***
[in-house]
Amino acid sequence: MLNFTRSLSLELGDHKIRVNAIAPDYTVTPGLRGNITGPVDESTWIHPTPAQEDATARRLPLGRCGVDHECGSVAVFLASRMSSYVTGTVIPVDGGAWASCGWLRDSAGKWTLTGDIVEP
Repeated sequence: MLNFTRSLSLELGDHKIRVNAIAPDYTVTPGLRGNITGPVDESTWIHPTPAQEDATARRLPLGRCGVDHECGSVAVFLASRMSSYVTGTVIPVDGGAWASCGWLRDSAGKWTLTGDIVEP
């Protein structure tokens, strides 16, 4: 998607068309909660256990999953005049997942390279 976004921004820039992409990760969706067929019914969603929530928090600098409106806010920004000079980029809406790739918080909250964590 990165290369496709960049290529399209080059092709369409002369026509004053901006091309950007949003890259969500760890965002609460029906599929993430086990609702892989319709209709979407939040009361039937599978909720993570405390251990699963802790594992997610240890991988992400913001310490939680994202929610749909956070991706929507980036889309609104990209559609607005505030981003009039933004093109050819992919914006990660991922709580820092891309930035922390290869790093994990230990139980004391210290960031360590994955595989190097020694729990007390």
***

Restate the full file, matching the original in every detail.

[in-house]
Amino acid sequence: MLNFTRSLSLELGDHKIRVNAIAPDYTVTPGLRGNITGPVDESTWIHPTPAQEDATARRLPLGRCGVDHECGSVAVFLASRMSSYVTGTVIPVDGGAWASCGWLRDSAGKWTLTGDIVEP
Repeated sequence: MLNFTRSLSLELGDHKIRVNAIAPDYTVTPGLRGNITGPVDESTWIHPTPAQEDATARRLPLGRCGVDHECGSVAVFLASRMSSYVTGTVIPVDGGAWASCGWLRDSAGKWTLTGDIVEP
């Protein structure tokens, strides 16, 4: 998607068309909660256990999953005049997942390279 976004921004820039992409990760969706067929019914969603929530928090600098409106806010920004000079980029809406790739918080909250964590 990165290369496709960049290529399209080059092709369409002369026509004053901006091309950007949003890259969500760890965002609460029906599929993430086990609702892989319709209709979407939040009361039937599978909720993570405390251990699963802790594992997610240890991988992400913001310490939680994202929610749909956070991706929507980036889309609104990209559609607005505030981003009039933004093109050819992919914006990660991922709580820092891309930035922390290869790093994990230990139980004391210290960031360590994955595989190097020694729990007390």